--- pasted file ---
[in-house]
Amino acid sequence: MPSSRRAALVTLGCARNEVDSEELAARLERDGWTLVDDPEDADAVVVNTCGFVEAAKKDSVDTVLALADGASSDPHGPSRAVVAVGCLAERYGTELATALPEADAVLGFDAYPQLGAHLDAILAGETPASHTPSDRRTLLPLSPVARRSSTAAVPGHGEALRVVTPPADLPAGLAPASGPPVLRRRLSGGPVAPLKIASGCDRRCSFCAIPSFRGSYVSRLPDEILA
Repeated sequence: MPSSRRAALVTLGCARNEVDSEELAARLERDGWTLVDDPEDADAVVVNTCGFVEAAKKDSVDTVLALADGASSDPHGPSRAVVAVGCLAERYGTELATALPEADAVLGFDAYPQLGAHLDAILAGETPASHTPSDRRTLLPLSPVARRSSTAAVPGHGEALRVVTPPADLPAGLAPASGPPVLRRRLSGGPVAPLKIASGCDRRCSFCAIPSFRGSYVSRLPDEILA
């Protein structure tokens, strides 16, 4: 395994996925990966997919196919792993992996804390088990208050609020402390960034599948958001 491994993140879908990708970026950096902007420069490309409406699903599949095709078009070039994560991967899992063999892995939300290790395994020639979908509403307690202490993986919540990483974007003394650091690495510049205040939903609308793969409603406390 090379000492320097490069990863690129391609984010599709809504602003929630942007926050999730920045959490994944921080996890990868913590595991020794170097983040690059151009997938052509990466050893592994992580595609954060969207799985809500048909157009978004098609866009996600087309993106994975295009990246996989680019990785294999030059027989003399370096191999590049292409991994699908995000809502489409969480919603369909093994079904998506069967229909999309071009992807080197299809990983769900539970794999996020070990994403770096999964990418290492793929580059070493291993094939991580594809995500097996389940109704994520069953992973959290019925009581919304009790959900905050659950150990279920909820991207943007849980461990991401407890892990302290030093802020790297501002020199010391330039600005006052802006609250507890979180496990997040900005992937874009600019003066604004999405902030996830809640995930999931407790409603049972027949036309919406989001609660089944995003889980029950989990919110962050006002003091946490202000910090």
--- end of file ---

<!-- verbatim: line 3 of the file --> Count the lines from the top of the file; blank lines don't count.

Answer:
Repeated sequence: MPSSRRAALVTLGCARNEVDSEELAARLERDGWTLVDDPEDADAVVVNTCGFVEAAKKDSVDTVLALADGASSDPHGPSRAVVAVGCLAERYGTELATALPEADAVLGFDAYPQLGAHLDAILAGETPASHTPSDRRTLLPLSPVARRSSTAAVPGHGEALRVVTPPADLPAGLAPASGPPVLRRRLSGGPVAPLKIASGCDRRCSFCAIPSFRGSYVSRLPDEILA